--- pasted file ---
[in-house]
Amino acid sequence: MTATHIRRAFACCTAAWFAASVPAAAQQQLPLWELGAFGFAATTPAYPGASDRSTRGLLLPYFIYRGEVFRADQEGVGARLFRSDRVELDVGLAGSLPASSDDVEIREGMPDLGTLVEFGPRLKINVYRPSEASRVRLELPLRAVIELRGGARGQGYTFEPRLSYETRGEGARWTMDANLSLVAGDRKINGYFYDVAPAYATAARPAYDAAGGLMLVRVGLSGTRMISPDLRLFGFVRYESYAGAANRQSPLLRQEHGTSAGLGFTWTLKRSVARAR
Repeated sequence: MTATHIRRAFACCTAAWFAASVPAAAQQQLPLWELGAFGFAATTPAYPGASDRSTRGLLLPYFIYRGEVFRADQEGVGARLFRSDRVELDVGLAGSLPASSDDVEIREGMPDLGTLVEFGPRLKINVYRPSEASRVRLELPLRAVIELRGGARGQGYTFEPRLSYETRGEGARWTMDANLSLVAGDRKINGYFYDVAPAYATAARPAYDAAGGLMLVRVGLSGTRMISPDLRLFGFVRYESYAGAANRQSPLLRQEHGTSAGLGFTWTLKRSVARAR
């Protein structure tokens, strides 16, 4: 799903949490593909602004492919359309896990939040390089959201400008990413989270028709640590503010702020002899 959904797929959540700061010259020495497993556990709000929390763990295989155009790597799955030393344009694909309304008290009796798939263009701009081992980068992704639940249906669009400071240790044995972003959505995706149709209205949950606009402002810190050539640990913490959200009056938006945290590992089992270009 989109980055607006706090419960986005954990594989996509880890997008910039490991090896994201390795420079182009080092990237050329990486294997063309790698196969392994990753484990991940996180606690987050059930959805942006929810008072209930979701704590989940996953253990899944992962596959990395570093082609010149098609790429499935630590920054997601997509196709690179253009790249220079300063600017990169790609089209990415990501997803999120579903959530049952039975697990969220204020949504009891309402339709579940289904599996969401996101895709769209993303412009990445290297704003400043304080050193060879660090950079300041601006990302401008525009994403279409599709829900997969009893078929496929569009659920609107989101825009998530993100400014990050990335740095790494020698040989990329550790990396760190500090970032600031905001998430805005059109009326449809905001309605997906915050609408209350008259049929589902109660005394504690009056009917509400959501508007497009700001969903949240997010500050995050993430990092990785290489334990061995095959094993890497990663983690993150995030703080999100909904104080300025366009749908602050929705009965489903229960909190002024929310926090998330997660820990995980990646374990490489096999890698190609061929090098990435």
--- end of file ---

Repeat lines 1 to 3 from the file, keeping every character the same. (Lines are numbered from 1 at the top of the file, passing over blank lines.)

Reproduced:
[in-house]
Amino acid sequence: MTATHIRRAFACCTAAWFAASVPAAAQQQLPLWELGAFGFAATTPAYPGASDRSTRGLLLPYFIYRGEVFRADQEGVGARLFRSDRVELDVGLAGSLPASSDDVEIREGMPDLGTLVEFGPRLKINVYRPSEASRVRLELPLRAVIELRGGARGQGYTFEPRLSYETRGEGARWTMDANLSLVAGDRKINGYFYDVAPAYATAARPAYDAAGGLMLVRVGLSGTRMISPDLRLFGFVRYESYAGAANRQSPLLRQEHGTSAGLGFTWTLKRSVARAR
Repeated sequence: MTATHIRRAFACCTAAWFAASVPAAAQQQLPLWELGAFGFAATTPAYPGASDRSTRGLLLPYFIYRGEVFRADQEGVGARLFRSDRVELDVGLAGSLPASSDDVEIREGMPDLGTLVEFGPRLKINVYRPSEASRVRLELPLRAVIELRGGARGQGYTFEPRLSYETRGEGARWTMDANLSLVAGDRKINGYFYDVAPAYATAARPAYDAAGGLMLVRVGLSGTRMISPDLRLFGFVRYESYAGAANRQSPLLRQEHGTSAGLGFTWTLKRSVARAR